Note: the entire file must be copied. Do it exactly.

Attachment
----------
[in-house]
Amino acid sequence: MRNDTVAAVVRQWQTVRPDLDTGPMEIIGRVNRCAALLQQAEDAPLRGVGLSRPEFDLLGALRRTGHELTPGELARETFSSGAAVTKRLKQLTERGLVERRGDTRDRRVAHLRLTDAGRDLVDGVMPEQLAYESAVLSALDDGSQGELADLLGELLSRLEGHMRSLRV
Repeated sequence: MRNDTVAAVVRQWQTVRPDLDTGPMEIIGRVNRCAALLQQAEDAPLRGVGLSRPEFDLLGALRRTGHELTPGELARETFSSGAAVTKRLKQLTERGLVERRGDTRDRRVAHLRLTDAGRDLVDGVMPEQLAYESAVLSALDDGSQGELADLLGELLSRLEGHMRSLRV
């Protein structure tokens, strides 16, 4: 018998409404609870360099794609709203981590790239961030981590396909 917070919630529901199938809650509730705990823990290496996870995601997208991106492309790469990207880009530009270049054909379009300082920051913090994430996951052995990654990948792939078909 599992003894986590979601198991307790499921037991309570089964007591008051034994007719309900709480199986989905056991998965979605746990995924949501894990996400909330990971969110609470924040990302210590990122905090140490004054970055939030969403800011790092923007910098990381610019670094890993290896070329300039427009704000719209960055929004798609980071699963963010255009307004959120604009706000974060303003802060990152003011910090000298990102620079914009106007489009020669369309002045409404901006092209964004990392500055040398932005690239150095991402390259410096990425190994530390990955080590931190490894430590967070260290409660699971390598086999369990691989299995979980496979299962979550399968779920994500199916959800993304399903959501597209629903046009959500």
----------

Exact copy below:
[in-house]
Amino acid sequence: MRNDTVAAVVRQWQTVRPDLDTGPMEIIGRVNRCAALLQQAEDAPLRGVGLSRPEFDLLGALRRTGHELTPGELARETFSSGAAVTKRLKQLTERGLVERRGDTRDRRVAHLRLTDAGRDLVDGVMPEQLAYESAVLSALDDGSQGELADLLGELLSRLEGHMRSLRV
Repeated sequence: MRNDTVAAVVRQWQTVRPDLDTGPMEIIGRVNRCAALLQQAEDAPLRGVGLSRPEFDLLGALRRTGHELTPGELARETFSSGAAVTKRLKQLTERGLVERRGDTRDRRVAHLRLTDAGRDLVDGVMPEQLAYESAVLSALDDGSQGELADLLGELLSRLEGHMRSLRV
């Protein structure tokens, strides 16, 4: 018998409404609870360099794609709203981590790239961030981590396909 917070919630529901199938809650509730705990823990290496996870995601997208991106492309790469990207880009530009270049054909379009300082920051913090994430996951052995990654990948792939078909 599992003894986590979601198991307790499921037991309570089964007591008051034994007719309900709480199986989905056991998965979605746990995924949501894990996400909330990971969110609470924040990302210590990122905090140490004054970055939030969403800011790092923007910098990381610019670094890993290896070329300039427009704000719209960055929004798609980071699963963010255009307004959120604009706000974060303003802060990152003011910090000298990102620079914009106007489009020669369309002045409404901006092209964004990392500055040398932005690239150095991402390259410096990425190994530390990955080590931190490894430590967070260290409660699971390598086999369990691989299995979980496979299962979550399968779920994500199916959800993304399903959501597209629903046009959500």